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Date: June 22, 2012
Contact: Ms. Dorit Yaron
Title: Deputy Director
UMD’S DRISKELL CENTER RECEIVES $2.2 MILLION ART COLLECTOR BEQUEST
COLLEGE PARK, Md. --- The University of Maryland’s David C. Driskell Center for the Study of the Visual Arts and Culture of African Americans and the African Diaspora (Driskell Center) announced today a bequest of 270 collected artworks valued at about $2.4 million from the estate of the late Sandra Anderson Baccus and her husband, Lloyd T. Baccus, M.D. Mrs. Baccus, who passed in 2012, and her husband, who passed in 2006, lived in Roswell, Ga. where they led their medical business, Correctional Medial Associates, Inc., for more than 25 years. Mrs. Baccus served on the Driskell Center board from 2004 to 2006.
Highlights of the collection include paintings, drawings, collages, mixed media, and sculptures by Charles Alston, Richmond Barthé, Romare Bearden, Radcliffe Bailey, John Biggers, Eldzier Cortor, Aaron Douglas, David C. Driskell, Palmer Hayden, Clementine Hunter, W.H. Johnson, Loïs Mailou Jones, Charles White, and Hale Woodruff, to name a few. The gift also included important artist books and portfolios from Benny Andrews, Jacob Lawrence, Betye Saar, and more.
“The center, established in honor of one of America's most accomplished artists and historians, Professor David C. Driskell, is honored to have received this wonderful gift,” said Curlee R. Holton, Driskell Center interim executive director. “This gift illustrates in full measure the impact that the dedicated collector plays in ensuring the safe guarding of our cultural legacy.”
The Driskell Center’s goals include the documentation, preservation and presentation of the contributions of African-American artists to the larger American and world canon of art. The extremely generous and valuable Baccus gift contributes significantly to the center’s art collection of more than 1300 pieces of works by African-American artists, as well as more than 50 African objects, enabling the center to present some of the most important African-American art nationally and internationally.
Works of prominent African-American artists were in the private collection of the Baccus family. Committed to education and the arts, Mrs. Baccus hoped one day that her collection would be used for educating future generations about the contributions of African Americans to the field of American art. She was an advocate and patron of the arts, and an important part of the arts community where she was introduced to and became familiar with the work of Maryland distinguished professor emeritus of art, David C. Driskell.
David C. Driskell recalls meeting Mrs. Baccus in 2000 at an event held at the M. Hanks Gallery in Santa Monica, Calif. Later that year, they met again at the High Museum of Art when the exhibition “Narratives of African American Art and Identity: The David C. Driskell Collection,” organized by the University of Maryland, was on display at the High. They quickly became friends.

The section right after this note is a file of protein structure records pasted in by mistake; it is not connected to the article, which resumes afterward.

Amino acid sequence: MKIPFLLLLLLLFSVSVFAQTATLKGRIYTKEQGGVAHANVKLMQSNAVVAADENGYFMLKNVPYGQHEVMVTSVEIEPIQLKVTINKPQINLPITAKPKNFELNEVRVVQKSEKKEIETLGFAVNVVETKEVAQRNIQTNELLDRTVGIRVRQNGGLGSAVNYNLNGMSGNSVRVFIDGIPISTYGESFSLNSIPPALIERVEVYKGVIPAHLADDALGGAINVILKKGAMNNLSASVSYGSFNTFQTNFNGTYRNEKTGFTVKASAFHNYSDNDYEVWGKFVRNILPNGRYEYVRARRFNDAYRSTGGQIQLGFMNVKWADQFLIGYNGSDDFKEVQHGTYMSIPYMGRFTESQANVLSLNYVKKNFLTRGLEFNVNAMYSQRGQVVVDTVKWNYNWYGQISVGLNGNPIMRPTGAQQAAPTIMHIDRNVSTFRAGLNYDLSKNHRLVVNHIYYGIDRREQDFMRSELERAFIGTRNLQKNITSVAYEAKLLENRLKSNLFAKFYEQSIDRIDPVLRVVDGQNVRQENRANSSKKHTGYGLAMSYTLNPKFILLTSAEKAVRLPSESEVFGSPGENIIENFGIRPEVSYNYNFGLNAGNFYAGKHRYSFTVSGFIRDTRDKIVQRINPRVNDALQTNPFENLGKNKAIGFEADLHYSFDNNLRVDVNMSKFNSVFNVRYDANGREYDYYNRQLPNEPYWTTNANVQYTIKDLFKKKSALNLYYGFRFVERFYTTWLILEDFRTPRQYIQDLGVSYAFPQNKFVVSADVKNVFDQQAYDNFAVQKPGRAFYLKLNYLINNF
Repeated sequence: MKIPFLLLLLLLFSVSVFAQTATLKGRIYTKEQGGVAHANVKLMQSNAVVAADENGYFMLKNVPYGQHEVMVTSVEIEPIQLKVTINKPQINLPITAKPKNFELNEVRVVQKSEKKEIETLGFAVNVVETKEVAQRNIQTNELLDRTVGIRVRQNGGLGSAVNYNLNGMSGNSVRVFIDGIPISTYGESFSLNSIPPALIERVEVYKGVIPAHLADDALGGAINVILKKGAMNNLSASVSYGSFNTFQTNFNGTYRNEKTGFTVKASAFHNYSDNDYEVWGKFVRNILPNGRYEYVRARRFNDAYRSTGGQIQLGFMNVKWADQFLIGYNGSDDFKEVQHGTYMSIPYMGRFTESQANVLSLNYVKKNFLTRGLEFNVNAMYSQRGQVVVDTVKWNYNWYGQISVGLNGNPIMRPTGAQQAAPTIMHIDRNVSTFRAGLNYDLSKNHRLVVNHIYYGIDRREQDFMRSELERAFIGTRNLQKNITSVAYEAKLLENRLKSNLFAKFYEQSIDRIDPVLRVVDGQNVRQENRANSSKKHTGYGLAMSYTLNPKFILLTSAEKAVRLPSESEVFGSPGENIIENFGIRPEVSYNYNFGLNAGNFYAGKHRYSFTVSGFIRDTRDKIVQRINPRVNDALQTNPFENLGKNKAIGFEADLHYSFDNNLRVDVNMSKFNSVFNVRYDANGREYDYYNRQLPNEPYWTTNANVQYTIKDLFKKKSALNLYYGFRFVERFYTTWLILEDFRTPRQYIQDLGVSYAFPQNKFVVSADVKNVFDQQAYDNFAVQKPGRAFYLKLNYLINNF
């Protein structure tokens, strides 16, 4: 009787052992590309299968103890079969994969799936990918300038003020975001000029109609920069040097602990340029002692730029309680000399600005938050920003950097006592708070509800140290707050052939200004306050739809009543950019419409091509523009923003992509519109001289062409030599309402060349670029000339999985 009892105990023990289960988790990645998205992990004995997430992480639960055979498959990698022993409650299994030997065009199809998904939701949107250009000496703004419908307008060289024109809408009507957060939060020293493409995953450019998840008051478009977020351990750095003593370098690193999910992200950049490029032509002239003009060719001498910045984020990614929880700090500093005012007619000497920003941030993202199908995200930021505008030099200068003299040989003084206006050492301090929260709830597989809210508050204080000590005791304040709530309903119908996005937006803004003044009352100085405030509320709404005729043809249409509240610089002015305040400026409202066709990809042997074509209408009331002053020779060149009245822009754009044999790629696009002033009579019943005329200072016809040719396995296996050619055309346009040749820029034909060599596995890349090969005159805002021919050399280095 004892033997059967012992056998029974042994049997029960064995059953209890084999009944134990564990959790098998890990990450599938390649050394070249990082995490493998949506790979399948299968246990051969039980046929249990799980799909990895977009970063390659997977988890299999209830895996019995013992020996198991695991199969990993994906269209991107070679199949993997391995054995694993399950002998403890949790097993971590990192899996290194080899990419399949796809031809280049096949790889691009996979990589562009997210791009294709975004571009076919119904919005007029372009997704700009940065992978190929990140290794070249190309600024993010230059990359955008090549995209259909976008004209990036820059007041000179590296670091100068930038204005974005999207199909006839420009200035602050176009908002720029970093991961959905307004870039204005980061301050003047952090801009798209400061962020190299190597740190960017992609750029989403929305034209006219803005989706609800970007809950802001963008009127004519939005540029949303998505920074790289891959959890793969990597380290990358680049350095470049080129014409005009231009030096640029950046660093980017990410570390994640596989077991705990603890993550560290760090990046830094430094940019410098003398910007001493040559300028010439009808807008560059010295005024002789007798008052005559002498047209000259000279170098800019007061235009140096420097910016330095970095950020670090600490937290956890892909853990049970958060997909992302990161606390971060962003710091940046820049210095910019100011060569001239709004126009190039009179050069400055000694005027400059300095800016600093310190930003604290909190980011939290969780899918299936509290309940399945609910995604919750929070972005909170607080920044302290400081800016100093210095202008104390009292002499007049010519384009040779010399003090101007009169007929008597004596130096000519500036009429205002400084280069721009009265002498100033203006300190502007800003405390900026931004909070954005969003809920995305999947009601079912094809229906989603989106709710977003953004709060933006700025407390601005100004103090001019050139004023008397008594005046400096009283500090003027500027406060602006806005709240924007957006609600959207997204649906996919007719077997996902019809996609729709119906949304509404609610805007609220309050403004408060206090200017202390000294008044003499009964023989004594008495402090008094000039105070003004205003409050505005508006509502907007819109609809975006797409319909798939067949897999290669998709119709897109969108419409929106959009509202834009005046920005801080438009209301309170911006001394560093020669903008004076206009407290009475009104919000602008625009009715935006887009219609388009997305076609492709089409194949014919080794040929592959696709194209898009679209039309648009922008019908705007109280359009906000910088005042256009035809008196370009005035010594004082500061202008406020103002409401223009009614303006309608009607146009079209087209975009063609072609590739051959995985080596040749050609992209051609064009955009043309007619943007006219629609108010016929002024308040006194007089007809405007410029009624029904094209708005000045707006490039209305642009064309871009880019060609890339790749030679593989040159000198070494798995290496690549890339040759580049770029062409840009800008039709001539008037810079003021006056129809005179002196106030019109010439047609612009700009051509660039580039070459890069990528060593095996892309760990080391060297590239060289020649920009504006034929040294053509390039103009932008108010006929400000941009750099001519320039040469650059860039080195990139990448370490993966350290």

“We shared the same goal of promoting the art of African-American artists,” said David C. Driskell about his friendship with Mrs. Baccus. “Thanks to generous gifts like Sandra’s, the center is better able to fully realize its goals.”
Soon after their meeting, Mrs. Baccus made a commitment to donate her art collection to the center. She was also among the main supporters of the David C. Driskell Prize, established in 2005 at the High Museum of Art, the first national award to honor and celebrate contributions to the field of African-American art and art history. The prize recognizes a scholar or artist in the beginning or middle of his or her career whose work makes an original and important contribution to the field of African-American art or art history.
The current Baccus’s in-kind gift of about $2.4 million ranks them among the top benefactors of the center to date.
About Sandra Anderson Baccus
Sandra Anderson Baccus was born in Philadelphia, Pa., on September 13, 1945 and grew up in Austin, Texas. She graduated from Boston University and City College of New York, from which she earned a Master of Science in Education in 1972. She was co-founder and president of several companies in the healthcare and energy industries, and led a medical business, Correctional Medical Associates, Inc., with her husband Lloyd. She took a leading role in community service, fundraising for non-profits organizations and arts advocacy. She passed away unexpectedly at her home in Roswell, Ga., on Feb. 5, 2012. The couple was an avid collector of African-American art, serving as patrons to various arts institutions such as the High Museum of Art, African American Collections at Emory University, and the National Black Arts Festival, all in Atlanta, Ga.; the Texas Southern Museum of Art, Houston, Texas; and the David C. Driskell Center, College Park, Md.
About the David C. Driskell Center
The David C. Driskell Center for the Study of the Visual Arts and Culture of African Americans and the African Diaspora at the University of Maryland, College Park, honors the legacy of David C. Driskell, distinguished university professor emeritus of art, artist, art historian, collector and curator, by preserving the rich heritage of African-American visual art and culture. Established in 2001, the center is committed to preserving, documenting, and presenting African-American art, as well as replenishing and expanding the field of African-American art. The center’s exhibition program is supported in part by the Maryland State Arts Council. For further information regarding the collection and future exhibitions, please call 301-314-2615, email email@example.com, or visit www.driskellcenter.umd.edu.